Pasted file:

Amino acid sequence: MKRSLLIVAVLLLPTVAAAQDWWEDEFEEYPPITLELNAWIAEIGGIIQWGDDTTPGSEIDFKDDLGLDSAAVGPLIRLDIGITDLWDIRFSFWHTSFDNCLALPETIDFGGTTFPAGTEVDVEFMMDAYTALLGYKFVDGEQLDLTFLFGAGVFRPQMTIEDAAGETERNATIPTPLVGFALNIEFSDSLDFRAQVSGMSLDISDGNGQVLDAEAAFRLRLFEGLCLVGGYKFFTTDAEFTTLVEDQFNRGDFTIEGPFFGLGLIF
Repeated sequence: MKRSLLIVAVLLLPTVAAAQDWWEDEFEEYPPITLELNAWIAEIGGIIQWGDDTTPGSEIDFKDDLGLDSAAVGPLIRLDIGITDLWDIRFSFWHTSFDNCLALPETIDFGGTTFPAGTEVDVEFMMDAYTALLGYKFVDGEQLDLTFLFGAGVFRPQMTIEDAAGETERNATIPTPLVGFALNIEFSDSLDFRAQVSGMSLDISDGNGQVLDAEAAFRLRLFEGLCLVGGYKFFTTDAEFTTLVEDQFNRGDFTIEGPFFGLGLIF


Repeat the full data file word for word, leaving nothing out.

Amino acid sequence: MKRSLLIVAVLLLPTVAAAQDWWEDEFEEYPPITLELNAWIAEIGGIIQWGDDTTPGSEIDFKDDLGLDSAAVGPLIRLDIGITDLWDIRFSFWHTSFDNCLALPETIDFGGTTFPAGTEVDVEFMMDAYTALLGYKFVDGEQLDLTFLFGAGVFRPQMTIEDAAGETERNATIPTPLVGFALNIEFSDSLDFRAQVSGMSLDISDGNGQVLDAEAAFRLRLFEGLCLVGGYKFFTTDAEFTTLVEDQFNRGDFTIEGPFFGLGLIF
Repeated sequence: MKRSLLIVAVLLLPTVAAAQDWWEDEFEEYPPITLELNAWIAEIGGIIQWGDDTTPGSEIDFKDDLGLDSAAVGPLIRLDIGITDLWDIRFSFWHTSFDNCLALPETIDFGGTTFPAGTEVDVEFMMDAYTALLGYKFVDGEQLDLTFLFGAGVFRPQMTIEDAAGETERNATIPTPLVGFALNIEFSDSLDFRAQVSGMSLDISDGNGQVLDAEAAFRLRLFEGLCLVGGYKFFTTDAEFTTLVEDQFNRGDFTIEGPFFGLGLIF